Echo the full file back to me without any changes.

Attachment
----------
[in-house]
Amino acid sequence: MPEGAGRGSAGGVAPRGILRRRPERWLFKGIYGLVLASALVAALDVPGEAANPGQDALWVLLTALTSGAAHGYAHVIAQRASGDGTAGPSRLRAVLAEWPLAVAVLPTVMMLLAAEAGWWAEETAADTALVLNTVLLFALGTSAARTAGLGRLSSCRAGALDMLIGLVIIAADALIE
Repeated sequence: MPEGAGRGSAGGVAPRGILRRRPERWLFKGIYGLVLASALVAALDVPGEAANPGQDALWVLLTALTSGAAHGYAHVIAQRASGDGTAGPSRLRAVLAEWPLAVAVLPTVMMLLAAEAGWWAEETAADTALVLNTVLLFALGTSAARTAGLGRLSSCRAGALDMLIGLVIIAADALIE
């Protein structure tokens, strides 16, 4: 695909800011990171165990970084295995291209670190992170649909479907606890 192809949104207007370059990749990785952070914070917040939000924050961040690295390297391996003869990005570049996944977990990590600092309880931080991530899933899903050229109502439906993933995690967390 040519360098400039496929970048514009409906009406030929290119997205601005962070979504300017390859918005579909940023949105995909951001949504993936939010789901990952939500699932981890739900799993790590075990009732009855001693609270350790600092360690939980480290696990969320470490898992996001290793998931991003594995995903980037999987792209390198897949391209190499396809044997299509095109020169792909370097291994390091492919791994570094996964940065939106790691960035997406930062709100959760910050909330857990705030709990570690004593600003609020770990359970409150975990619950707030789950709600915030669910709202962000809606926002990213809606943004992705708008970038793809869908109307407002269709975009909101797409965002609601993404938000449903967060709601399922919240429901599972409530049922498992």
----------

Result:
[in-house]
Amino acid sequence: MPEGAGRGSAGGVAPRGILRRRPERWLFKGIYGLVLASALVAALDVPGEAANPGQDALWVLLTALTSGAAHGYAHVIAQRASGDGTAGPSRLRAVLAEWPLAVAVLPTVMMLLAAEAGWWAEETAADTALVLNTVLLFALGTSAARTAGLGRLSSCRAGALDMLIGLVIIAADALIE
Repeated sequence: MPEGAGRGSAGGVAPRGILRRRPERWLFKGIYGLVLASALVAALDVPGEAANPGQDALWVLLTALTSGAAHGYAHVIAQRASGDGTAGPSRLRAVLAEWPLAVAVLPTVMMLLAAEAGWWAEETAADTALVLNTVLLFALGTSAARTAGLGRLSSCRAGALDMLIGLVIIAADALIE
């Protein structure tokens, strides 16, 4: 695909800011990171165990970084295995291209670190992170649909479907606890 192809949104207007370059990749990785952070914070917040939000924050961040690295390297391996003869990005570049996944977990990590600092309880931080991530899933899903050229109502439906993933995690967390 040519360098400039496929970048514009409906009406030929290119997205601005962070979504300017390859918005579909940023949105995909951001949504993936939010789901990952939500699932981890739900799993790590075990009732009855001693609270350790600092360690939980480290696990969320470490898992996001290793998931991003594995995903980037999987792209390198897949391209190499396809044997299509095109020169792909370097291994390091492919791994570094996964940065939106790691960035997406930062709100959760910050909330857990705030709990570690004593600003609020770990359970409150975990619950707030789950709600915030669910709202962000809606926002990213809606943004992705708008970038793809869908109307407002269709975009909101797409965002609601993404938000449903967060709601399922919240429901599972409530049922498992």